Platform: Xbox One
Release Date: 9 September 2014
Where to get it: Game.co.uk (or anywhere that stocks Xbox One games)
A little while ago I gave the Destiny beta a glowing write-up in which I gushed over the lovely graphics and space bollocks and gave the rest of the experience a fair shake. You can consider this more of an update than a full review and we'll inevitably be returning a lot to what I've already said and reexamining the experience.
There's a lot more content in Destiny now, and more to come, but does it live up to the hype and expectations? Are those different things? Will little Timmy get out of the well? Click the link to find out in the next thrilling installment of Whiskey Reviews!
It's... It's... Kind of okay I guess. Little Timmy's fucked in that well though, Lassie buggered off to eat poop.
Lets open with a paragraph from my original preview corrected for accuracy;
Bungie's knack for writing a mysterious
See how one small change has completely changed the tone of that whole paragraph? It's the same kind of change that getting time with the full game produces in those excited for it, or those who played the beta. It's a subtle shift in opinion that undermines the experience slowly and fatally like letting out a long squeaky fart at Vlad The Impaler's dinner party.
Destiny's lore is largely presented through a moderately lengthy opening cinematic and then in tidbits of voice over from the Ghost, Speaker and Stranger and that's about it.
There's some Grimoire cards that you unlock by playing and show up on the Bungie website but you have to go digging to get at those which in many ways mirrors the lore from early Halo games in that you had to go digging in the extended universe to get at the meat of it.
Unlike Halo however the extra lore hidden away outside of the game isn't compelling or even additional stories all on its own; it's little virtual cards that have a picture on one side and some small dry writing on the other.
Here's a tip to designers, if you're going to stick your lore on a bunch of cards you have to make those cards highly accessible, desirable and worthwhile and engaging. Miss any one of those things and you fail. Collectible card games like Magic The Gathering have got this down pat, some cards are rarer and therefore more desirable, they're worthwhile because you can play with them and they're engaging because the play has deep strategies. Naturally they're also accessible thanks to being sold all over the world.
Destiny's cards have none of those things, they have a little bit of XP attached to unlocking one in game. Imagine if you will a delivery, say... pizza. The delivery guy knocks on your door and he's like "here's your pizza, and I found this piece of paper on your doorstep" you'd politely take them both, might even give him a little tip for his diligence (and because he's the bringer of delicious pizza) but you still don't give a shit about the little piece of paper, it's an annoyance, an afterthought once it's left your immediate attention.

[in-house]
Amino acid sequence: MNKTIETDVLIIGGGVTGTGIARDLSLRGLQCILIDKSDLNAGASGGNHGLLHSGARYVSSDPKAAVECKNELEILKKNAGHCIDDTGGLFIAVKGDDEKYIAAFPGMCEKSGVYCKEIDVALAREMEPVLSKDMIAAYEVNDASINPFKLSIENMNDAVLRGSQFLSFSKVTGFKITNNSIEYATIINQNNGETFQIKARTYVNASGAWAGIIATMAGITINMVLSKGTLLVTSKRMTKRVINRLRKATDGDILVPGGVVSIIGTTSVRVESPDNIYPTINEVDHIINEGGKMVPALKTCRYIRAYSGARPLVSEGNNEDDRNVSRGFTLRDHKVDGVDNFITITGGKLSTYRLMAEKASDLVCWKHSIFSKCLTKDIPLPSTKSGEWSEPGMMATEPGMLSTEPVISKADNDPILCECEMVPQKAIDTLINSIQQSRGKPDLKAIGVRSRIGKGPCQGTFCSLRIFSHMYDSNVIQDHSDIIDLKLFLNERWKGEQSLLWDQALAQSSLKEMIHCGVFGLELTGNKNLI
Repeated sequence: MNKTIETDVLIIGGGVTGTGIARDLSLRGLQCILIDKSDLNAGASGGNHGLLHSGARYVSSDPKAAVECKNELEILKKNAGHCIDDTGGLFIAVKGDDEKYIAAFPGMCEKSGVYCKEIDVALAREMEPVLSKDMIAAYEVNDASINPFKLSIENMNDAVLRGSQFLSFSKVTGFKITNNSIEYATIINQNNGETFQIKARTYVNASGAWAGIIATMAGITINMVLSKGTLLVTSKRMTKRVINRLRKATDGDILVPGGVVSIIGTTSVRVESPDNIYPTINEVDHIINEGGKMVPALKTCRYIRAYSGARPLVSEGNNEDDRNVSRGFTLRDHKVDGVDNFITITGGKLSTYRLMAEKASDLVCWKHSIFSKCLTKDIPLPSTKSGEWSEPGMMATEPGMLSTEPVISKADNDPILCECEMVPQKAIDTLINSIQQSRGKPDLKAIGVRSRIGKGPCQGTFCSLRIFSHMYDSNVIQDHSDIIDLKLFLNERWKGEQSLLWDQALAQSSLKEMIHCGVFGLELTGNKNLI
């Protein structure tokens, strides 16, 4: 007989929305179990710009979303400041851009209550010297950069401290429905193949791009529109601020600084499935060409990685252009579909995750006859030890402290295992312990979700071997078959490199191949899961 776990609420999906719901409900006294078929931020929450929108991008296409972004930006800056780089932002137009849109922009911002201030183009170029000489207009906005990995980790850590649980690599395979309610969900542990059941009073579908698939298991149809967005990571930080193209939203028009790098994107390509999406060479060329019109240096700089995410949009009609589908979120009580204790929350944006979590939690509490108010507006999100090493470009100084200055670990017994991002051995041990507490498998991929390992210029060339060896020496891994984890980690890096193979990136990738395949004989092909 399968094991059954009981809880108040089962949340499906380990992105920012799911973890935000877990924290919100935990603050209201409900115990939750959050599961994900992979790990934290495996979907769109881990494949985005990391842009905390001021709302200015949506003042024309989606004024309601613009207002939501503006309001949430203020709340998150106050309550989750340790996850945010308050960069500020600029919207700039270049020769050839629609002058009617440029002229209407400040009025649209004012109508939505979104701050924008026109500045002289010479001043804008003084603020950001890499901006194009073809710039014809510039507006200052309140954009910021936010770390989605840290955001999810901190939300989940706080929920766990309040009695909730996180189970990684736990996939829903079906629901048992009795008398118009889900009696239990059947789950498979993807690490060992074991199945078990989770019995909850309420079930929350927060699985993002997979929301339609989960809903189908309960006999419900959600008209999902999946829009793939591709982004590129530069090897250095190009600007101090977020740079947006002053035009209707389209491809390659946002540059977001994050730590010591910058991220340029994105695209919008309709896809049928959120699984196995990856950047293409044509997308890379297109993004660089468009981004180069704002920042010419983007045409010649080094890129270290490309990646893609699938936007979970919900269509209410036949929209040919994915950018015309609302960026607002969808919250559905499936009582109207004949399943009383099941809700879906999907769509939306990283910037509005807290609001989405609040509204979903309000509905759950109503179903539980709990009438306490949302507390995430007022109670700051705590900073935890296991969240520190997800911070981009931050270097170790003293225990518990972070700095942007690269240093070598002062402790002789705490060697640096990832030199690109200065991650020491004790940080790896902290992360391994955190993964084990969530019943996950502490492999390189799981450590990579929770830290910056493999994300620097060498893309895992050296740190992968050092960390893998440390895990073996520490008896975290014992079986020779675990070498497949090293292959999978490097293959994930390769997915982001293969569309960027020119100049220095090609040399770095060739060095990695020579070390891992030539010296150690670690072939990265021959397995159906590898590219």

Gunplay was also something I touched on in the preview, it has a lot in common with Borderlands in that you need some degree of skill to get headshots or critical hits but even though it feels smooth and accurate it isn't particularly satisfying. It's kind of like "oh great, I hit another one in the head and numbers bigger than the normal numbers came out.".
Even with the exotic weapons (usually a days or week long ordeal of tasks to earn) are just more of the same. Sure they'll have a spiffy model and skin that's unique but at the end of the day you're just making your enemies cough up slightly larger numbers until they fall down.
All in all, Destiny is fun. It's decently designed and it works. The community is competent for the most part and despite the lack of communications people tend to be helpful, reviving you when you need it even at danger to themselves and pointing you towards loot chests or resources that they've picked up if they see you passing by.
But the honeymoon period has ended to be perfectly honest. The new game joy has worn off and now every session just feels like running through an MMOs daily quests for some more meaningless reputation points that unlock the ability to buy more things with bigger numbers for other bigger numbers.
I can't say it's a bad game, it really isn't. However it's a bit light on content, there's essentially only a handful of maps for both SP and MP (though some of those maps are quite large) and once you hit level 20 and finish the story missions you're just going to be grinding out bounties and rep for better gear and while that can be fun in short bursts the game essentially doesn't have anything else to offer. The multiplayer PvP component doesn't feel as robust, or community-like as Halo does and the lack of voice communications (you can only voice chat to your fireteam, joining a mission through matchmaking lets you play with other players but they're not in your fireteam) and trading and such means I've not made a single friend while playing either, again unlike the Halo games.
Final verdict: It's okay. Just don't pay full price for it. Get it for £20 later on, or pick up one of the second hand copies that're no doubt floating around already. Depending on how much you like doing MMO daily quests or PvP your mileage will vary massively once you finish the story missions and hit the level cap.
Score: 4 out of 10 guardians play Hunter. True fact.